Astronauts just resurfaced from a trip to the bottom of the ocean where they tested retro futuristic spacesuit and submarine tech.
From Aug. 21 to 28, 2019, NASA astronaut Drew Feustel, ESA astronaut Thomas Pesquet and Japanese astronaut Norishige Kanai took part in a new NASA Extreme Environment Mission Operations (NEEMO) mission off the coast of California in the U.S. This mission tested the kinds of underwater training methods that might be best to use for training the next astronauts to land on the moon. The mission, hosted by the University of Southern California's Wrigley Institute, is known as NEEMO NXT.
In previous NEEMO missions, "aquanauts" have spent time in the underwater Aquarius base off the coast of Florida. But with this mission, the team resurfaced every day. The mission focused on technology and underwater tests of the commercial ExoSuit, with the help of a team of divers and land-based support.
The team tested the suit — which is visually reminiscent of those seen in the early days of science fiction — for its dexterity and potential viability for use in analog missions, or missions that mimic the activities that might take place on places like the moon or Mars. The suit was tested alongside a mini submarine, which simulated a pressurized rover, a vehicle that may accompany astronauts on future crewed missions.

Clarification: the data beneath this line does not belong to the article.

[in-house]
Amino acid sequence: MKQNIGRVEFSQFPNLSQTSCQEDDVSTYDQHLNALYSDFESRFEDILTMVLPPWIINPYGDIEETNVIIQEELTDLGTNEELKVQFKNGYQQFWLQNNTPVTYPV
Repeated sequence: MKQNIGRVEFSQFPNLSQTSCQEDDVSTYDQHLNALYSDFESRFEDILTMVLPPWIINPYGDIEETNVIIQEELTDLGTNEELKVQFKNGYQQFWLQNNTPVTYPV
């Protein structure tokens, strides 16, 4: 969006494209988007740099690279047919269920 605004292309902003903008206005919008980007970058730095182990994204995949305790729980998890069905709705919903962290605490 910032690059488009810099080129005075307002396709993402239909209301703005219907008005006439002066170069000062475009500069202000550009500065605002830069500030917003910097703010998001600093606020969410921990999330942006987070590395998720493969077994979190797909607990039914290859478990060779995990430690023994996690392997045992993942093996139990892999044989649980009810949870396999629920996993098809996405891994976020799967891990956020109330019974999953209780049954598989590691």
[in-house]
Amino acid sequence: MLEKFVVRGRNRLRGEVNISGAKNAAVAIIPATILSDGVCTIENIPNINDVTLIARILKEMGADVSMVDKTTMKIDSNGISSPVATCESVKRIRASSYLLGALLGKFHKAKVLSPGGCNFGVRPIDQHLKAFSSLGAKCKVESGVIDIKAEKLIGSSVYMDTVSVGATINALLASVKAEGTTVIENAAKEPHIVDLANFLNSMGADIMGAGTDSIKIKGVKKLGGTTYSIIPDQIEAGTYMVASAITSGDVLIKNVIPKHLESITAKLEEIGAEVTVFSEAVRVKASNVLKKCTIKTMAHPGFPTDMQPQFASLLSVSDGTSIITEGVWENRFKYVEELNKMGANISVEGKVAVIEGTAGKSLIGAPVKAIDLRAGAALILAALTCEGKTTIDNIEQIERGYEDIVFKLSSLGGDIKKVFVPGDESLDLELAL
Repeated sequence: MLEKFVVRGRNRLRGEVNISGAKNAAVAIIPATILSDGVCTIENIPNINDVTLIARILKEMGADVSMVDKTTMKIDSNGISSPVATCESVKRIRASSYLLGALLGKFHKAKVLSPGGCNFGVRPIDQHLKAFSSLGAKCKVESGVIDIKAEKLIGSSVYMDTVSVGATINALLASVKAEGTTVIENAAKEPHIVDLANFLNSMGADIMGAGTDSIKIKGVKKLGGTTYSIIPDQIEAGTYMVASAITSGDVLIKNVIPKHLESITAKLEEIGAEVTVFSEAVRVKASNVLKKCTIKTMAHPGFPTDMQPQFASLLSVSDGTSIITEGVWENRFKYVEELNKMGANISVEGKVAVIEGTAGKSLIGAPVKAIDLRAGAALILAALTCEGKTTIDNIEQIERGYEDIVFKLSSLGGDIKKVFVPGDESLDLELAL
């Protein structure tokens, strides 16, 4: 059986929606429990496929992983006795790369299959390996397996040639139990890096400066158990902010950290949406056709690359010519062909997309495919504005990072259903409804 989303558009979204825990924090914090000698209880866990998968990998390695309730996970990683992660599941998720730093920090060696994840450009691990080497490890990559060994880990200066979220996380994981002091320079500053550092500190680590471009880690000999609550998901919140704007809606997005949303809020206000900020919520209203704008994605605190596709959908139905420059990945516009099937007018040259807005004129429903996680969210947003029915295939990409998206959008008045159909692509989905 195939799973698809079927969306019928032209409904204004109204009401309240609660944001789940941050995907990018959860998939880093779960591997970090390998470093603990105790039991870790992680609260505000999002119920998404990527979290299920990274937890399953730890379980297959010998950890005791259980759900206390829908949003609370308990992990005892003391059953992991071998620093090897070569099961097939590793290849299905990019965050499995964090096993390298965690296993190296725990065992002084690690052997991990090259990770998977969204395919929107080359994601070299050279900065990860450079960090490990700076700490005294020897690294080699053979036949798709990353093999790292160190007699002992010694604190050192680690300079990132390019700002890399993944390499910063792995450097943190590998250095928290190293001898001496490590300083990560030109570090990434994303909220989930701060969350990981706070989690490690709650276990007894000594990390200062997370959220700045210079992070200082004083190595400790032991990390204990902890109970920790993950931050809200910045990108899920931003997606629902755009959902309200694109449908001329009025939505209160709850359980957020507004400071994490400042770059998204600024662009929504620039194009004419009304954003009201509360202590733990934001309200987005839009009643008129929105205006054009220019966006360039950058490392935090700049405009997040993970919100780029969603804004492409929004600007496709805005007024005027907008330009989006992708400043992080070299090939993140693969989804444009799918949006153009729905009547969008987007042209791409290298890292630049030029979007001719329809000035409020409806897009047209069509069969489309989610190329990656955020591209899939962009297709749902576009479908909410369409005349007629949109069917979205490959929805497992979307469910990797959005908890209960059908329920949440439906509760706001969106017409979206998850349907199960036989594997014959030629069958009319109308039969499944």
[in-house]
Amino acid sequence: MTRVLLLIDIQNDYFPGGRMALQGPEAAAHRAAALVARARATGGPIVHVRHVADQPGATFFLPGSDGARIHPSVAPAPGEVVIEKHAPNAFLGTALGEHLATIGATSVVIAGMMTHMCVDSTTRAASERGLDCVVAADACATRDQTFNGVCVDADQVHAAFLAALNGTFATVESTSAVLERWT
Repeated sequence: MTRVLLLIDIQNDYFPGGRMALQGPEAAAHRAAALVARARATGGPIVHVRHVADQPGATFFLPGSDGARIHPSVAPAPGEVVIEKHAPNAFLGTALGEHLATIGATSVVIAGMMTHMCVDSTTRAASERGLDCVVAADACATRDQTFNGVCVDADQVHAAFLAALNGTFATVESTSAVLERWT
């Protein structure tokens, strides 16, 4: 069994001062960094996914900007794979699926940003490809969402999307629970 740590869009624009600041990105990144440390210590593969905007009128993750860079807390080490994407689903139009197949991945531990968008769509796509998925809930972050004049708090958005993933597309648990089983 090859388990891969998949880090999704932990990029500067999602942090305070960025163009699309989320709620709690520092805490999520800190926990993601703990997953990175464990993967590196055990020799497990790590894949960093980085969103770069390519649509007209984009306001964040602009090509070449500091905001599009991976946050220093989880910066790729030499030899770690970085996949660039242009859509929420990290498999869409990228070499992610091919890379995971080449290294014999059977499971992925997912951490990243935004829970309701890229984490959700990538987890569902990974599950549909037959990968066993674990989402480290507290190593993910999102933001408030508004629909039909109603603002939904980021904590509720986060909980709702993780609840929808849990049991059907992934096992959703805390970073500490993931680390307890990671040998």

"With these analogue missions everything is made to be as realistic as possible without leaving Earth, so we will be as busy as astronauts on the Space Station, using similar operational techniques with mission control, briefings and procedures," Pesquet said in an ESA statement.
The astronauts also tested the location itself to see if it would be a suitable analog for the environment on the moon. If so, astronauts training to launch to the lunar surface might spend portions of their time underwater working at this site.
There are obvious differences between the moon's surface and the Pacific Ocean. However, there are some geological similarities, and the site provides aquanauts with the experience of doing field work in a real-time, high-pressure, difficult environment where things could go wrong unexpectedly, according to the statement.
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Chelsea “Foxanne” Gohd joined Space.com in 2018 and is now a Senior Writer, writing about everything from climate change to planetary science and human spaceflight in both articles and on-camera in videos. With a degree in Public Health and biological sciences, Chelsea has written and worked for institutions including the American Museum of Natural History, Scientific American, Discover Magazine Blog, Astronomy Magazine and Live Science. When not writing, editing or filming something space-y, Chelsea "Foxanne" Gohd is writing music and performing as Foxanne, even launching a song to space in 2021 with Inspiration4. You can follow her on Twitter @chelsea_gohd and @foxannemusic.